Thursday, December 3, 2015

Homelessness Is Solvable

On a cold Winter’s night in January 2014, nearly 578,424 were experiencing a state of homelessness in the United States. Of those homeless 216,197 were families, the rest individuals including veterans.  It was concluded around 15% of the US population did not have a home.

What does “getting by” mean to someone who is homeless? A single homeless person in the United States can find shelter at a local rescue ministry or Salvation Army, however, the process is complicated and can usually be drawn out for days.  There is a specific hierarchy of importance by which most shelters abide by where women with children and veterans are prioritized and usually have first access to whatever is available. Others must call back on a daily basis and use valuable minutes on these calls that could be otherwise used for possible employers. Most resort to staying outdoors, sleeping underneath covered sidewalks on city streets, on park benches, cars, or campsites; a dilemma that poses several issues. 

          The experience in its entirety is terrifying, exhausting, and dehumanizing. There is no guarantee that the next day will be easy.  One who is homeless becomes invisible to society, susceptible to hate crime violence, assault, and theft on a daily basis.  They risk becoming undernourished with no guarantee when the next meal will be. Those homeless struggle with the human service systems attempting to keep appointments with no transportation. Most find it difficult to merely find a place to rest. People BECOME homeless when they lack the basic accommodations to help them weather a common- crisis.

Homelessness is solvable. With rescues reaching capacity there has been a need for a more accessible solution. AGI has designed containerized units to fulfill an incredibly simple need: Shelter. 

These metal boxes helped reshape global trade as we now know it today by weathering through the worst conditions and protecting what contents it held. Containers are cost efficient, durable, and sustainable.  With our partners, we strive to push homelessness into an issue of the distant past and restore wholeness to our communities.  


Thursday, November 12, 2015

Adding Profit Incentives to Nonprofit Work

In a new twist on ‘impact investing,’ investors are paid a return if social programs hit their target.

Impact Investing-using private funds to achieve social benefits along with financial returns-has been growing over the past five years, and one recent technique in particular shows promise. It's called Pay for Success, and it allows investors to fund experimental health and social programs by betting on their effectiveness-with no downside for tax payers.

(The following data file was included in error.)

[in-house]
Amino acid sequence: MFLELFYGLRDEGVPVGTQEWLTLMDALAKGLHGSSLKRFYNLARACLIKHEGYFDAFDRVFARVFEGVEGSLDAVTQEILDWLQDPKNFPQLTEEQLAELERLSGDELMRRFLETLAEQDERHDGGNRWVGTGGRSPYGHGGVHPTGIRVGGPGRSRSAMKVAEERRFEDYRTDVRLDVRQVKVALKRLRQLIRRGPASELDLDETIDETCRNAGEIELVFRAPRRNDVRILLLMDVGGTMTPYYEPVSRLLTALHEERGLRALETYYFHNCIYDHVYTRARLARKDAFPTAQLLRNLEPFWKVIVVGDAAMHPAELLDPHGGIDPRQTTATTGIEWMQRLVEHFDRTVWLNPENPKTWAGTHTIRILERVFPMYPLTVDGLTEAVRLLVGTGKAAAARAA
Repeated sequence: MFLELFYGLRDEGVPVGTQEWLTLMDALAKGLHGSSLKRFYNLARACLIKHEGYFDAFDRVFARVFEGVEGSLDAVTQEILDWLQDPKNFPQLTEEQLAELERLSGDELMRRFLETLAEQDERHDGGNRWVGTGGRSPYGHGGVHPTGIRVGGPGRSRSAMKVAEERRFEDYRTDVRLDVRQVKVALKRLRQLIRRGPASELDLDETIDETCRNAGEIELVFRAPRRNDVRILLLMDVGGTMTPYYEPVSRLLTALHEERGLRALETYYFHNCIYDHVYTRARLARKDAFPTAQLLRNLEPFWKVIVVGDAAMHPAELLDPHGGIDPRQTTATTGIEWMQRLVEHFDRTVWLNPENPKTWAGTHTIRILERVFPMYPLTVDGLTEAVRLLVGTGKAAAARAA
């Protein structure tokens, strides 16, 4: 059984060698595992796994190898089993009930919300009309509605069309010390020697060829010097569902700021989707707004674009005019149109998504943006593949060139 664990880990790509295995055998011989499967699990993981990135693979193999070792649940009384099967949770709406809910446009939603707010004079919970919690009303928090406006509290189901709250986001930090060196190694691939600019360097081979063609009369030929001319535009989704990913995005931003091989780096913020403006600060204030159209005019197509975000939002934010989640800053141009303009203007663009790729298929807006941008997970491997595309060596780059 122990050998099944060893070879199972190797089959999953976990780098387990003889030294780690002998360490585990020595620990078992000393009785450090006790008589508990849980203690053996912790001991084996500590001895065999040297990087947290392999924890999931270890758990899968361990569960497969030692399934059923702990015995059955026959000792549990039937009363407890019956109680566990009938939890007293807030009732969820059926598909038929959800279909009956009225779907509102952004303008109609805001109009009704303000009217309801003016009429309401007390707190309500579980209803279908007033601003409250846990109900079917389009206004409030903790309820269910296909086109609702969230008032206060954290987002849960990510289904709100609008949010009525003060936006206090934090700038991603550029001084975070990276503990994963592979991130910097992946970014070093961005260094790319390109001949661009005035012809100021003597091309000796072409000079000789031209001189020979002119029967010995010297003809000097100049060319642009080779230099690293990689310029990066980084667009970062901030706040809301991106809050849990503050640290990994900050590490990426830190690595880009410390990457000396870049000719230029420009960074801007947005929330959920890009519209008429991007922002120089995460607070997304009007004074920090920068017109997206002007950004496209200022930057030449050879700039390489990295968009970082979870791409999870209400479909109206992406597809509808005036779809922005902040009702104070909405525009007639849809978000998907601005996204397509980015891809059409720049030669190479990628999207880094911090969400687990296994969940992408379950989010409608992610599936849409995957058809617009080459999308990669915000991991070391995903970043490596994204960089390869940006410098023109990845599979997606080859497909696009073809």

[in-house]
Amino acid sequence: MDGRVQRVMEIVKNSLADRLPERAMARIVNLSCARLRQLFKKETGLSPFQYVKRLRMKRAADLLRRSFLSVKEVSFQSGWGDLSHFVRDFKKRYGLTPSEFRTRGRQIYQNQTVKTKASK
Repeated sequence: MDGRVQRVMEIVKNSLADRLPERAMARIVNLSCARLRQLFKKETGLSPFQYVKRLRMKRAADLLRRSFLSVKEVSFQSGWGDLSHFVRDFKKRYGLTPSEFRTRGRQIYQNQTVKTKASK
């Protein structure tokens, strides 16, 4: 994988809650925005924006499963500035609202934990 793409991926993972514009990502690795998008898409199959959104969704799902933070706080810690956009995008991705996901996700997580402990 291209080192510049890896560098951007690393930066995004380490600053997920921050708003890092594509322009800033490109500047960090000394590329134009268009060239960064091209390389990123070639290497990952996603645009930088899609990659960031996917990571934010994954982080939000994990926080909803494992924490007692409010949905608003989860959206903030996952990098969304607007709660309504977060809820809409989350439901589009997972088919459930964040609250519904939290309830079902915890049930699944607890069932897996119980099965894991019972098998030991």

Here's how it works: A government agency contracts with an intermediary-such as the nonprofit Social Finance US-which in turn contracts with the non-profit groups that will deliver the planned services.  Many of these services includes mobile health programs provided by special vehicles. The intermediary also recruits investors, who fund the program. If the program achieves its specified outcomes, the government agency pays back the investors, plus an agreed-upon return. If the program fails, the investors swallow the loss.  An independent evaluator verifies the outcomes.

Pay for Success has attracted financial heavy-weights such as Bank of America and Merrill Lynch, and philanthropies such as the Rockefeller Foundation. It is being applied to programs as diverse as the management of asthma patients, child welfare and education. In the fickle world of government and philanthropy, a program's success is no guarantee that its funding will be renewed-yet ineffective programs may keep drawing dollars for years. Pay for Success financing aligns the incentives of private investors, government and non-profits to fund innovative programs, to ensure they are rigorously evaluated, and to cut off the ones that don't work. 
That's the promise. Here are some perils:

Perverse incentives. 
Suppose a Pay for Success program provides services to keep families together after incidents of child abuse, with the goal of reducing the number of children entering foster care. With that goal in mind, service providers might leave children in dangerous situations. So service providers generally should be held accountable only for implementing the program, and not receive any outcome based payments.

Evaluation bias. 
The organizations that evaluate Pay for Success programs must remain completely independent of investors and non-profit service providers. The outcomes of programs also should be as objectively measurable as possible. Recidivism is a good example. There is no wiggle room on whether someone has been rearrested after release from Jail or prison.

The Utah High Quality Preschool Program Is a Pay for Success project that provided intensive services to preschool children in 2013-14 to reduce their need to participate in special education. Testing identified 110 of the children as likely to need special education, but thanks to the program, only one child actually did. The public-school system saved about $2,600 for each of the 109 students that did not need special education. Of these savings, 95% was returned to Investors. After the original investment is repaid with 5% interest, investors will keep 40% of any additional savings in later years.
Not all Pay for Success programs will work.

A New York City partnership with Goldman Sachs GS-0. 77°/c that began in 2012 and concluded this year missed its target for reducing youth recidivism. Investors lost their money, but the city declared the effort a success. It was: New York got to run a valuable experiment without shouldering the cost.